There is no such bad-ass bitch at the center of Sex by Advertisement, but that doesn't mean the movie is any less aggravating. Nothing about its narrative is "fact." Reed's purpose here is pretty obvious—discuss the ways in which the world gets wanton, then illustrate these evils in a readily recognizable "Mondo" style. Using future XXX star Georgina Spelvin as his expert in editorial erotica and cobbling together footage from all facets of the fetish world, Reed wants to shock as much as expose. There are several sequences here that test the tightrope of tastefulness. A homosexual who hungers for his half-nude boy-toy is so fey and foppish that Quentin Crisp should sue for copyright infringement. Similarly, a man who gets his jollies by cruising the Port Authority and peeping into stalls defends his right to play voyeur by arguing that he actually enjoys "dirty" things. Where Sex by Advertisement really loses its moorings, however, is during the climactic tale of a leather artist, his chance meeting with a masher in Central Park, and an eventual invitation to a sordid S&M swingers party. Reminiscent of a similar sequence in the mind-boggling 50,000 B.C. (Before Clothing), what we get is a non-stop showcase of grinding Greenwich Villagers, all decked out in cheap-ass Halloween masks (and nothing else), bumping booties while a non-stop loop of sex sounds play in the background. Kind of like a bad techno take on porn, these grunts and groans start to develop their own independent patterns after a while. With Reed himself on hand as the leader of this lash-loving bunch, there really is no chance that the scene will be downplayed. Instead, it becomes the signature sequence by which the rest of this film can be judged. Unfortunately, the verdict is uneven at best.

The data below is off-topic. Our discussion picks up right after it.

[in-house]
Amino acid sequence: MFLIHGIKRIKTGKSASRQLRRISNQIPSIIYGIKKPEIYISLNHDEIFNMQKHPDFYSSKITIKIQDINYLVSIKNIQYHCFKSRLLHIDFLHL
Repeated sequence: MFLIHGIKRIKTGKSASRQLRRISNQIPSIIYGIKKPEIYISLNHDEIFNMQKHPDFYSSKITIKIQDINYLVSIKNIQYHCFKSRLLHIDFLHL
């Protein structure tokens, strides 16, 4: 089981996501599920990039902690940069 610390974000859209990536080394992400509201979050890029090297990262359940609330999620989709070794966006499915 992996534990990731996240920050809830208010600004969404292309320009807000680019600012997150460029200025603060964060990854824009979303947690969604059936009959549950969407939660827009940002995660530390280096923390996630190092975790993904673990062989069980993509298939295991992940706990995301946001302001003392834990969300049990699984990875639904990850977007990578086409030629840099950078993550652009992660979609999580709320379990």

Both of these films are rarities in Joel Reed's limited oeuvre, and Something Weird Video treats them with corrupt kid gloves. On the image side, the monochrome transfers are adequate, if far from perfect. The 1.33:1 full-frame prints are problematic, with lots of editing issues, scratches, and age defects. Of the two, Advertisement is the messiest, which makes sense, since it is the least known. Career Bed has its blemishes, but looks less fuzzy and faded overall. Anyone hoping for an arousing aural experience will be less than satisfied. The Dolby Digital Mono delivers occasionally overmodulated music and the ever-present peskiness of that sonic demon, distortion.
Where this package really shines is in the added content department. Offered up as part of the extras are trailers (including such winning previews as The Smut Peddler and The Molesters), the typical gallery of sex stills, and a sincerely whacked out delight: a flabbergasting featurette entitled "The Filth Shop." While a voice over vixen drones on and on about being a messenger from Satan, we watch a poorly-dressed dope paw through some magazines in a 42nd Street adult arcade. Our narrator calls herself Lola Lust and claims to be visiting our hero—whose name is Osmo???—to lure him into a life of sin, and via libido logic, a date with the Devil. With its simultaneously irritating/intriguing monologue meandering around (old Scratch even shows up to add his amoral motivational missive toward the end) and the concentration on grade-Z action, this is an appropriately titled short. If you're looking for something filthy, this sordid shop has it in soiled spades.
Watching Career Bed and Sex by Advertisement, you get the impression that Reed was just passing through the skin-flick genre, stopping off long enough to leave a minor impression before heading off to more macabre offerings. Indeed, the rest of his canon consists of his gross-out epic, a failed Amicus anthology, another bunch of horror hooey, and a weirdo action adventure. As part of his filmmaking path, they're intriguing. As an element of the exploitation genre, they're unique, if ultimately unsatisfying, rarities.
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Scales of Justice
Studio: Something Weird Video
• Foul Featurette: "The Filth Shop!"